The American Civil War At Sea Wiki

Onondaga on the James River, ca. 1864.


Built: Greenpoint, New York

Commissioned: March 24, 1864

Service: James River Flotilla

Home Port: New York City, New York

Dimensions: 226' Length, 49'3" Beam, 1210" Draft

Armor: 11.75" iron Turrets and Pilothouses, 5.5" iron Hull, 1" iron Deck

Armament: 2x8" Rifles in Fore Turret, 2x15" Smoothebores in Aft Turret

Engines: Single Screw

Speed: 7 Knots

Crew: 130

Fate: Resold to France, 1867


Onondaga was a unique, twin turreted monitor laid down in 1863 and completed in early 1864. Although smaller than other twin turreted monitors in US service, she was stronger and more solidly built owing to the fact that she was constructed entirely of iron, rather than with the standard practice of iron sheeting over a wood frame. In addition, her combination of 8" Rifles and 15" Smoothebores was singularly powerful, and made her the most effective vessel in the Union's James River Flotilla, where Onandaga spent the entirety of her war.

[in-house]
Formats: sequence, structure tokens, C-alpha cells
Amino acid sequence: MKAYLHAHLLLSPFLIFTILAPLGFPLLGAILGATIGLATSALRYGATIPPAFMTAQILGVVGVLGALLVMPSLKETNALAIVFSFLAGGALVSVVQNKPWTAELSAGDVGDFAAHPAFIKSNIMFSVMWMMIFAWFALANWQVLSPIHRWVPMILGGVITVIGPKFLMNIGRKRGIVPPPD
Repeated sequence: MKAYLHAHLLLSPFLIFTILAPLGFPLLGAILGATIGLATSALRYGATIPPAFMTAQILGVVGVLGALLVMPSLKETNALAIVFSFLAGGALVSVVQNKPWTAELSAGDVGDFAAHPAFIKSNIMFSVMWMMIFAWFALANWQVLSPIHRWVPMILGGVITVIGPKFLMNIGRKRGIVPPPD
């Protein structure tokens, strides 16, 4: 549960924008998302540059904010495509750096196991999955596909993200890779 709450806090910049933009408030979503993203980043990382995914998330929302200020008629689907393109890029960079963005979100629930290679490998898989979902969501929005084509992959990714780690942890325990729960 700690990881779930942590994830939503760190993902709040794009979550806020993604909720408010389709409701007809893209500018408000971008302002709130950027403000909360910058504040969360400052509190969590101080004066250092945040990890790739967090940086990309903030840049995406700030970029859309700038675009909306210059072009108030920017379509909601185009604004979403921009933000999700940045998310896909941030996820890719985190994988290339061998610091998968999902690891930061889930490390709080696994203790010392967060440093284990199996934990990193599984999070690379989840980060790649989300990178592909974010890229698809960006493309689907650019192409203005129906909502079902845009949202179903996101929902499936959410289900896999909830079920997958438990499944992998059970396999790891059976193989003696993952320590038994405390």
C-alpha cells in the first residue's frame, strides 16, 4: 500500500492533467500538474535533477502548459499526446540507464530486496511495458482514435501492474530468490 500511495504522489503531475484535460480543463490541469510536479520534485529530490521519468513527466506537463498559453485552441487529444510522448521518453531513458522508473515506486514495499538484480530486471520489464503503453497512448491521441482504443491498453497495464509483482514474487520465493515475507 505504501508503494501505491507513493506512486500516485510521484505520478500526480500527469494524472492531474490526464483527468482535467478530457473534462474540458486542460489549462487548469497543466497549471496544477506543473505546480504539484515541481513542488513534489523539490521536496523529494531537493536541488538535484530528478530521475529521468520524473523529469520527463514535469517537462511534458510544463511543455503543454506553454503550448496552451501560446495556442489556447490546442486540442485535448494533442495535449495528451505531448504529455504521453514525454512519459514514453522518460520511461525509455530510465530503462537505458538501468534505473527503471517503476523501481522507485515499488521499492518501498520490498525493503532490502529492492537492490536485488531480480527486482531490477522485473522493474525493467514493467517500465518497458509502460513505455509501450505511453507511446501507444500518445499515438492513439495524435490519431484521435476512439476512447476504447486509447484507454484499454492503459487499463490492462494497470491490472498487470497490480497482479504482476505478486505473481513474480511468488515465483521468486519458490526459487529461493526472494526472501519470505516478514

Most of Onondaga's engagements included long range duels with Confederate ironclads and the dangerous, if somewhat less than glamorous, work, of fighting Confederate shore batteries, fortresses, and installations. Her most famous moment, however occured during the Battle of Trent's Reach in 1865. Here, supported only by the torpedo boat Spuyten Duyvil and a handful of wooden ships, Onondaga single handedly drove back an attack by the entire James River Squadron, decisively deciding the engagement with twin penetrations of the hull of Virginia II which so stunned the Confederate forces that they were forced to withdraw.

Thereafter, Onondaga served out the rest of the war in support of operations against Richmond. After the war, Onondaga was laid up at Philadelphia, and eventually sold to France, in whose service she remained for several decades under the same name before being scrapped in 1904.